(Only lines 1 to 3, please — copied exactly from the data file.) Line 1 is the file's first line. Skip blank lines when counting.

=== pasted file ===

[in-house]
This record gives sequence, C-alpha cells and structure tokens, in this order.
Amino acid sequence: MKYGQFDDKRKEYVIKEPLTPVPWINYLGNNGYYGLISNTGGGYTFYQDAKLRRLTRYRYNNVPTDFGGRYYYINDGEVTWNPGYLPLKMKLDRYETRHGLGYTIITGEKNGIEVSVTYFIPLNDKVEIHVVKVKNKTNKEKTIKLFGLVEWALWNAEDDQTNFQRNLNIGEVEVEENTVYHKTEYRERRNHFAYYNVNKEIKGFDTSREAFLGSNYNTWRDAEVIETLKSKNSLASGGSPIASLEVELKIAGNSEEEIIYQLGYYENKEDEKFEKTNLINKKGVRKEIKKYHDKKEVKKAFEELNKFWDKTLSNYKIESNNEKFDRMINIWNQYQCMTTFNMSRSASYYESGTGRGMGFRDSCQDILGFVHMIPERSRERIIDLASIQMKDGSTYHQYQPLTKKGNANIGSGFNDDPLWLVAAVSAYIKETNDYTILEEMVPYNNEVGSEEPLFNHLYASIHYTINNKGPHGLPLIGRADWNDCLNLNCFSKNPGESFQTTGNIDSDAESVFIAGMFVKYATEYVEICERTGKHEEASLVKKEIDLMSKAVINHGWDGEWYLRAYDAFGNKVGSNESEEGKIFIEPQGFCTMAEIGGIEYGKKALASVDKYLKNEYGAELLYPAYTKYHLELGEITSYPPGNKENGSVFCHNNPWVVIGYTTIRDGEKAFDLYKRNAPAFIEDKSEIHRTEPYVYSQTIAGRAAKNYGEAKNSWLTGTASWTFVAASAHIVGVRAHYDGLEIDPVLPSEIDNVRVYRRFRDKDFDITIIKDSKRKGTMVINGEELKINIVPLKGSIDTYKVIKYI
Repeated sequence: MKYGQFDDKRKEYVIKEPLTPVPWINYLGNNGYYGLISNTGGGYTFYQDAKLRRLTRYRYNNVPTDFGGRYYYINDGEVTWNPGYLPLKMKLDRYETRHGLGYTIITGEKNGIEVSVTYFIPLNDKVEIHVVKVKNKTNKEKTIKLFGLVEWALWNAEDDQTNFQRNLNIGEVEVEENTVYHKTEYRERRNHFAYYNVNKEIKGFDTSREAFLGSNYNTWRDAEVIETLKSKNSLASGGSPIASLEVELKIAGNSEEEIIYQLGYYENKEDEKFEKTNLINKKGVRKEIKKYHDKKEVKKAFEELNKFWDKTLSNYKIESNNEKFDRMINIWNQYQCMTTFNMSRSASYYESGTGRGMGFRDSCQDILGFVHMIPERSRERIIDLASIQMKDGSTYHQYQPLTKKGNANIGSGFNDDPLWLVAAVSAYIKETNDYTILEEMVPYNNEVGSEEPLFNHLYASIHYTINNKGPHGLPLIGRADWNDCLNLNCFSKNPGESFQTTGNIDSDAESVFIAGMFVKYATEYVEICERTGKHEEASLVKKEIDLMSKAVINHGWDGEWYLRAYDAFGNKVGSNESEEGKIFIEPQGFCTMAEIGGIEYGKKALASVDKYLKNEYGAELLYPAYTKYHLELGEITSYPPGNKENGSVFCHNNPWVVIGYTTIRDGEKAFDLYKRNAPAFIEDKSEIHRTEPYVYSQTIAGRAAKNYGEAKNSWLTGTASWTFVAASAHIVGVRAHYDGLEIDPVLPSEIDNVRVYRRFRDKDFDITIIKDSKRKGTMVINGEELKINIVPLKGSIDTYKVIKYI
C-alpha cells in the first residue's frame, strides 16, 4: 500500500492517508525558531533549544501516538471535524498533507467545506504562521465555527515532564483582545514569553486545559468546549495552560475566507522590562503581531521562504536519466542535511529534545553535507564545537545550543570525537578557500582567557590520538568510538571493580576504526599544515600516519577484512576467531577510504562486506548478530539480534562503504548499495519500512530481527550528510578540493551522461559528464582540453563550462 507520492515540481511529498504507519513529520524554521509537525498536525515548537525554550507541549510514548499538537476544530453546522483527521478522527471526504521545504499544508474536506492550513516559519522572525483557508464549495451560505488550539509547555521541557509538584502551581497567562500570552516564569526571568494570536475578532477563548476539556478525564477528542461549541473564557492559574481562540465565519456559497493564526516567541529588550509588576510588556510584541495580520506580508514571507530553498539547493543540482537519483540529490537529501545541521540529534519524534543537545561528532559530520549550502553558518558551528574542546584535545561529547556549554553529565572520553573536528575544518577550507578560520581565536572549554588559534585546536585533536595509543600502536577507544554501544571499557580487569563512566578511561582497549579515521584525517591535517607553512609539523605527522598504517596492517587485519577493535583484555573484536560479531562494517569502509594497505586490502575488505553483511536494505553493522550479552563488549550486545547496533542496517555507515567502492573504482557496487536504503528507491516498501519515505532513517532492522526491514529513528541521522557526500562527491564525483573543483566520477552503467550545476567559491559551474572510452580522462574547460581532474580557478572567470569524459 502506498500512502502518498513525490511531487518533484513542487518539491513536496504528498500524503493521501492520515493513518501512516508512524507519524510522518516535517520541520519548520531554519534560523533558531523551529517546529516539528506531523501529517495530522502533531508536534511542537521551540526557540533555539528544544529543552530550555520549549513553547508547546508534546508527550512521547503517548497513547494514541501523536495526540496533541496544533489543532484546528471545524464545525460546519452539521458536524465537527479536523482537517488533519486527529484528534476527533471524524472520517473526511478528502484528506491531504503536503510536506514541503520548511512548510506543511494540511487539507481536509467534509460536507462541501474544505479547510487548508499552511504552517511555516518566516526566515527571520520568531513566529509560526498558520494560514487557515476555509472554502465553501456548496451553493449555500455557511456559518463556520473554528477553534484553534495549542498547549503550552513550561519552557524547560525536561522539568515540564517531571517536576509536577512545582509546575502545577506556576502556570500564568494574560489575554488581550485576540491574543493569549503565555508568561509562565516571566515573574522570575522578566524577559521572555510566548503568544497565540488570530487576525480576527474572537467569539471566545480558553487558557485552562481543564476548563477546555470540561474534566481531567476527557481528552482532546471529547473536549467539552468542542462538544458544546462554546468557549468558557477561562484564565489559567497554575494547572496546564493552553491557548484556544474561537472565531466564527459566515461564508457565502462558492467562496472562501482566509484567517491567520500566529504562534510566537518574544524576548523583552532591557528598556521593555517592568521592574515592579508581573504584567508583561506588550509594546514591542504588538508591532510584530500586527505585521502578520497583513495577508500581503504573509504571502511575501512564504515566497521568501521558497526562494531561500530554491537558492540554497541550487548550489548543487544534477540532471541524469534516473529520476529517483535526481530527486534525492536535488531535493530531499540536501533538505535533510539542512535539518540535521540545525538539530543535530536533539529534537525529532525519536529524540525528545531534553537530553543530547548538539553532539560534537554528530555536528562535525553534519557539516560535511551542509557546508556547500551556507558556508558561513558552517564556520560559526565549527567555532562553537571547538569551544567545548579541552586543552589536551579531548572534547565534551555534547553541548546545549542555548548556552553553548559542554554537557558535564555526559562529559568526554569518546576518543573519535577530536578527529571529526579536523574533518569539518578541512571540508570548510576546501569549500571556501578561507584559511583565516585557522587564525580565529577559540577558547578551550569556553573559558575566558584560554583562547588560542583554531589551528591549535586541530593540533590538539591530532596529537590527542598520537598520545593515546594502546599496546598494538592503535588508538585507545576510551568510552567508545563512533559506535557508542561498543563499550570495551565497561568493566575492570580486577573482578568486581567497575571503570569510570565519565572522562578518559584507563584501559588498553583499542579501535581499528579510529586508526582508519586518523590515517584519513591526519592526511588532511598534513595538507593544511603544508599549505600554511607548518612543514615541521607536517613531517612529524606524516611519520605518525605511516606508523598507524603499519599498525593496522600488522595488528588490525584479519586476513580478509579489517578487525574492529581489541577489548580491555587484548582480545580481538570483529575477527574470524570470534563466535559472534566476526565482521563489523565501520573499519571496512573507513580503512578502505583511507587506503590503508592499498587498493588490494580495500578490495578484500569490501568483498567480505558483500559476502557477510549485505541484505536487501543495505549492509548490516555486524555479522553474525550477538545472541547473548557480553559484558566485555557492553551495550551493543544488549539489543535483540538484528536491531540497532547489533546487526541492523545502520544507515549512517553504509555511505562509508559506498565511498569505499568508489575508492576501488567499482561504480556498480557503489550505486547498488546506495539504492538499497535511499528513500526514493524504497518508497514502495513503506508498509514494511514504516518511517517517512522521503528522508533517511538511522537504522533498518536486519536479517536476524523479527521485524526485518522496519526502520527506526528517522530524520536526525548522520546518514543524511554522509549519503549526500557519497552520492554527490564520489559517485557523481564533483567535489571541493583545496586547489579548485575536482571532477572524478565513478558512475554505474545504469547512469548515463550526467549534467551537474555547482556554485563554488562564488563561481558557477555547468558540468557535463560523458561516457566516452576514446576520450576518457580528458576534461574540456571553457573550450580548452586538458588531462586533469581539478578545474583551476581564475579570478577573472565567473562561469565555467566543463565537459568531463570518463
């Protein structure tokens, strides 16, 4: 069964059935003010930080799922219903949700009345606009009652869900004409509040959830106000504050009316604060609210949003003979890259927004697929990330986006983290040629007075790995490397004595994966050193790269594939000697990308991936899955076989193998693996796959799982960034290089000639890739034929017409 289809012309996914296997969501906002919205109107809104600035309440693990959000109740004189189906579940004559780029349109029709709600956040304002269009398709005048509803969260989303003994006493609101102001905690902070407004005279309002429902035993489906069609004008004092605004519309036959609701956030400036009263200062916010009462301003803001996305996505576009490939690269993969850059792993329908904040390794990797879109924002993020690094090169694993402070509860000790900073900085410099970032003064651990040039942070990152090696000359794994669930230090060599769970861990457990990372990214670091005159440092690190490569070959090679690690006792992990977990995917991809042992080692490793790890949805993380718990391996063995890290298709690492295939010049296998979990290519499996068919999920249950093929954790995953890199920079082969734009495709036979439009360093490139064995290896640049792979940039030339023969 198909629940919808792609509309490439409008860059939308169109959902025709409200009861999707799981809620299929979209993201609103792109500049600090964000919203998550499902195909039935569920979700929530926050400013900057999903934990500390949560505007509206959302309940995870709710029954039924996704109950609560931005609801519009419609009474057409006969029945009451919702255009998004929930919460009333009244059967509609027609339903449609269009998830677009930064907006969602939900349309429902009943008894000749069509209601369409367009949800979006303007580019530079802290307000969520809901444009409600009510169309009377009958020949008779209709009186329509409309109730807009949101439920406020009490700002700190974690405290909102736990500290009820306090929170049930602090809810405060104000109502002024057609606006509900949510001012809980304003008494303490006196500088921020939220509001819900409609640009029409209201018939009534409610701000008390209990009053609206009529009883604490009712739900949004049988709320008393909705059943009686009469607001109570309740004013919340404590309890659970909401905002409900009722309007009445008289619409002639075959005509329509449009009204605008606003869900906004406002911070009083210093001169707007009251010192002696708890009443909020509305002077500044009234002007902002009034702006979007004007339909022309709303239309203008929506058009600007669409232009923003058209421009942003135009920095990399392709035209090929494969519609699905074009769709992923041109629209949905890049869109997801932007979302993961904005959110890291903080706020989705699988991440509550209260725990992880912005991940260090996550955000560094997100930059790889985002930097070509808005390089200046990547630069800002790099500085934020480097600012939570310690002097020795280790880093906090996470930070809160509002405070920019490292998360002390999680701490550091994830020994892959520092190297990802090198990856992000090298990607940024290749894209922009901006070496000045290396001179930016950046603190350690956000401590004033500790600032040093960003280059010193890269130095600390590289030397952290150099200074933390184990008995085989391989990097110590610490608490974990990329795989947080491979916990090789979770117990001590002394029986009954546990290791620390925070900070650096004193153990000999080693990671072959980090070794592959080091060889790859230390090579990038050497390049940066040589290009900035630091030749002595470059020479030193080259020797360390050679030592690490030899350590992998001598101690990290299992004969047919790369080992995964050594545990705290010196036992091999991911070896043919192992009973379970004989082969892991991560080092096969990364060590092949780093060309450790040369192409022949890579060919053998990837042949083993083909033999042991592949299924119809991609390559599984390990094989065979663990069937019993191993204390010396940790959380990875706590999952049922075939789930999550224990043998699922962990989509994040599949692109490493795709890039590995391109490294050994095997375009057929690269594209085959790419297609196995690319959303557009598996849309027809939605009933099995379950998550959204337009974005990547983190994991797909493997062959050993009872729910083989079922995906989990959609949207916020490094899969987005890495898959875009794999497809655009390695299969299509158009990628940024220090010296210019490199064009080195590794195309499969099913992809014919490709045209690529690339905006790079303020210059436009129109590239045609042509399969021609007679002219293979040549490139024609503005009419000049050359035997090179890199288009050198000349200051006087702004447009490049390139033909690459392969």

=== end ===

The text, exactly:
[in-house]
This record gives sequence, C-alpha cells and structure tokens, in this order.
Amino acid sequence: MKYGQFDDKRKEYVIKEPLTPVPWINYLGNNGYYGLISNTGGGYTFYQDAKLRRLTRYRYNNVPTDFGGRYYYINDGEVTWNPGYLPLKMKLDRYETRHGLGYTIITGEKNGIEVSVTYFIPLNDKVEIHVVKVKNKTNKEKTIKLFGLVEWALWNAEDDQTNFQRNLNIGEVEVEENTVYHKTEYRERRNHFAYYNVNKEIKGFDTSREAFLGSNYNTWRDAEVIETLKSKNSLASGGSPIASLEVELKIAGNSEEEIIYQLGYYENKEDEKFEKTNLINKKGVRKEIKKYHDKKEVKKAFEELNKFWDKTLSNYKIESNNEKFDRMINIWNQYQCMTTFNMSRSASYYESGTGRGMGFRDSCQDILGFVHMIPERSRERIIDLASIQMKDGSTYHQYQPLTKKGNANIGSGFNDDPLWLVAAVSAYIKETNDYTILEEMVPYNNEVGSEEPLFNHLYASIHYTINNKGPHGLPLIGRADWNDCLNLNCFSKNPGESFQTTGNIDSDAESVFIAGMFVKYATEYVEICERTGKHEEASLVKKEIDLMSKAVINHGWDGEWYLRAYDAFGNKVGSNESEEGKIFIEPQGFCTMAEIGGIEYGKKALASVDKYLKNEYGAELLYPAYTKYHLELGEITSYPPGNKENGSVFCHNNPWVVIGYTTIRDGEKAFDLYKRNAPAFIEDKSEIHRTEPYVYSQTIAGRAAKNYGEAKNSWLTGTASWTFVAASAHIVGVRAHYDGLEIDPVLPSEIDNVRVYRRFRDKDFDITIIKDSKRKGTMVINGEELKINIVPLKGSIDTYKVIKYI